The 2005 UNC graduate accused of driving a Jeep SUV through an area near the Pit just before noon on March 3, striking nine people, has sent a letter to The News & Observer of Raleigh saying that he was prepared to spend the rest of his life in jail. “If Allah wills, I will plead guilty to all 18 charges currently against me and I expect a life term in prison,” the newspaper quoted Mohammed Reza Taheri-azar as writing.
Taheri-azar, 22, is listed in alumni records as having earned degrees in psychology and philosophy last year. He faces nine counts of attempted first-degree murder and nine counts of assault with a deadly weapon inflicting serious injury with intent to kill. After striking the people, he then drove away, according to police, and called 911 and surrendered to police near University Mall, about two miles from the campus.
Taheri-azar is being held in Central Prison in Raleigh under a $5.5 million bond. A probable cause hearing has been set for March 24.
In his 911 call, Taheri-azar said his actions were meant “to punish the government of the United States for their actions around the world.”
UNC Director of Public Safety Derek Poarch said that he believed Taheri-azar acted to “avenge the deaths of Muslims around the world” and that Taheri-azar appears to have acted alone.
“There is no indication whatsoever that he acted in concert with anyone,” Poarch said.
Of the nine people struck, three declined treatment on the scene and six were taken to UNC Hospitals. All were treated and released the same day. It was not known immediately how many of the injured were students. The area where the incident took place, between the Pit and Lenoir Dining Hall, is a popular student gathering place and usually is crowded at midday.
According to The Associated Press, Taheri-azar, a native of Iran, “allegedly made statements that he acted to avenge the American treatment of Muslims,” FBI Special Agent Richard Kolko said.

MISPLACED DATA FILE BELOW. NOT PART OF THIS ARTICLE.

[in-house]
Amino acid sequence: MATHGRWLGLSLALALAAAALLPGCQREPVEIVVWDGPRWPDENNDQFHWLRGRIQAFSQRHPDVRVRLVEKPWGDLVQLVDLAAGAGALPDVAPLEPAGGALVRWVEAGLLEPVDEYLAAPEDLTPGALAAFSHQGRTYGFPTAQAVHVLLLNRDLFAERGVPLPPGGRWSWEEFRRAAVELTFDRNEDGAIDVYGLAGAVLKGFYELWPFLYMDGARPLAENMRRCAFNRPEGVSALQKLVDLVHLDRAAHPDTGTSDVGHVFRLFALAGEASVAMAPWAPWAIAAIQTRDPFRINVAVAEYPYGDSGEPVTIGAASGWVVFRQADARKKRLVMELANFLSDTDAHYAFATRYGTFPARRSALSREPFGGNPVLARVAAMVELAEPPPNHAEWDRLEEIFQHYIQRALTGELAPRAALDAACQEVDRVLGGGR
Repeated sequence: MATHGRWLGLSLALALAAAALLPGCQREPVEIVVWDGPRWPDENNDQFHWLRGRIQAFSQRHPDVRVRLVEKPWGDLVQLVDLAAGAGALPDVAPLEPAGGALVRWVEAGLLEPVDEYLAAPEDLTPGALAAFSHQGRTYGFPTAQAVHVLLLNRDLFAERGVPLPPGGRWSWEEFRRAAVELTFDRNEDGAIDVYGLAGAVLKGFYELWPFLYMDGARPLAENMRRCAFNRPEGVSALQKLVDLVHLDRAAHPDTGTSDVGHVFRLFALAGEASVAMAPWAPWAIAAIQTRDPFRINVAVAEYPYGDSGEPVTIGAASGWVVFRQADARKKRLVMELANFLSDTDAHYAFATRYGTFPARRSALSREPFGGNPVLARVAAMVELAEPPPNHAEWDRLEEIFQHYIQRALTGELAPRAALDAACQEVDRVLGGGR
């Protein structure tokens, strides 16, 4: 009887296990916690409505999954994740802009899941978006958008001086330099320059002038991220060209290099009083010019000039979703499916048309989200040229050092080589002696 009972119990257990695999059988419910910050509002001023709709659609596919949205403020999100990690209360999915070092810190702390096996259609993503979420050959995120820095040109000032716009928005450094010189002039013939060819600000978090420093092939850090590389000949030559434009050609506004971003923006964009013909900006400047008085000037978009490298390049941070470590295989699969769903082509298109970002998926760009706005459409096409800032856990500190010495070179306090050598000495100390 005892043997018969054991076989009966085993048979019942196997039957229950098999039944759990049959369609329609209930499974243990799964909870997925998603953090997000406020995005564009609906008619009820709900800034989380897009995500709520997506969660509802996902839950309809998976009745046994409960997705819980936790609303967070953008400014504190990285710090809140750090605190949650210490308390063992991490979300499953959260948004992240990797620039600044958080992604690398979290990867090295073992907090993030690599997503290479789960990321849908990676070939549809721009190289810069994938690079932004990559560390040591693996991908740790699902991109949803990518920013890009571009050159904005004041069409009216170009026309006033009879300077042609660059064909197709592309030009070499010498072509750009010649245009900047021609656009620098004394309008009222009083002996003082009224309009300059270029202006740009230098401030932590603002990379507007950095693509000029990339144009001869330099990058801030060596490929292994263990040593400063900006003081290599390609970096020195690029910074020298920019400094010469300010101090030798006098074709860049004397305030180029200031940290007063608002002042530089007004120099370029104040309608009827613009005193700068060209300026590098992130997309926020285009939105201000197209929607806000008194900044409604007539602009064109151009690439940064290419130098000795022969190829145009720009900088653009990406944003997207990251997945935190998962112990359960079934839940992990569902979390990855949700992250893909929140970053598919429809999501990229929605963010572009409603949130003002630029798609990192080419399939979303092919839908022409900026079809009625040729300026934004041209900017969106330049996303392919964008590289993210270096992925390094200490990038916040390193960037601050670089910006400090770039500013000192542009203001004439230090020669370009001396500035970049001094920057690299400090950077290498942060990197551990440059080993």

A witness said Taheri-azar approached the Pit area from the west, apparently struck some people between the Pit and Lenoir, turned the corner at Lenoir and accelerated into a crowd on the dining hall’s east side, striking others in the area between Lenoir and Davis Library.
“I had just left the tables right there at the front of Lenoir, had been talking to friends,” said Matthew Bowles, a junior from Greensboro. “I had to go to class. I was walking through that walkway between Davis and Lenoir. I was right in the middle of that walkway.
“I saw him hit at least one person. At that point I was so confused. I saw people between me and him start running toward a brick planter – I ran over there to jump up out of the way.”
Bowles said the driver then turned onto Emerson Drive, which runs to the east of Hamilton and Caldwell Halls, and drove north, the wrong way on one-way Emerson. Bowles said that he got part of the license plate number and that the driver was wearing a black business-style suit.
After striking the people, the driver drove away, according to police. Taheri-azar then called 911 and surrendered near University Mall, about two miles from the UNC campus.
Carrboro police later evacuated the University Commons apartment where Taheri-azar lived, acting on information from the suspect, according to The N&O. The paper quoted Carrboro police Capt. Joel Booker as saying, “He made comments and said things regarding where he lives and things he may have that put us in concern for safety.”
Agents of the FBI and local bomb squads were called to the apartments. Residents of the apartments were allowed back in Friday night. According to The N&O, Booker said, “At this point we do not feel there is any more concern for public safety. No bomb, nothing like that.”
The paper reported that the University’s Muslim Students Association said he was not a member of the organization.
The paper also reported that the vehicle, a Jeep Cherokee Laredo, had an Enterprise Rental Car sticker on its bumper.
In an e-mail message to the University community, Chancellor James Moeser said student affairs staff and counselors were providing support to students who witnessed the incident. He encouraged students, faculty or staff who believed they needed assistance to seek counseling in the University’s Counseling and Psychological Services.
The initial report of the incident came in to campus police at 11:53 a.m. UNC Hospitals reported that none of the injuries was serious.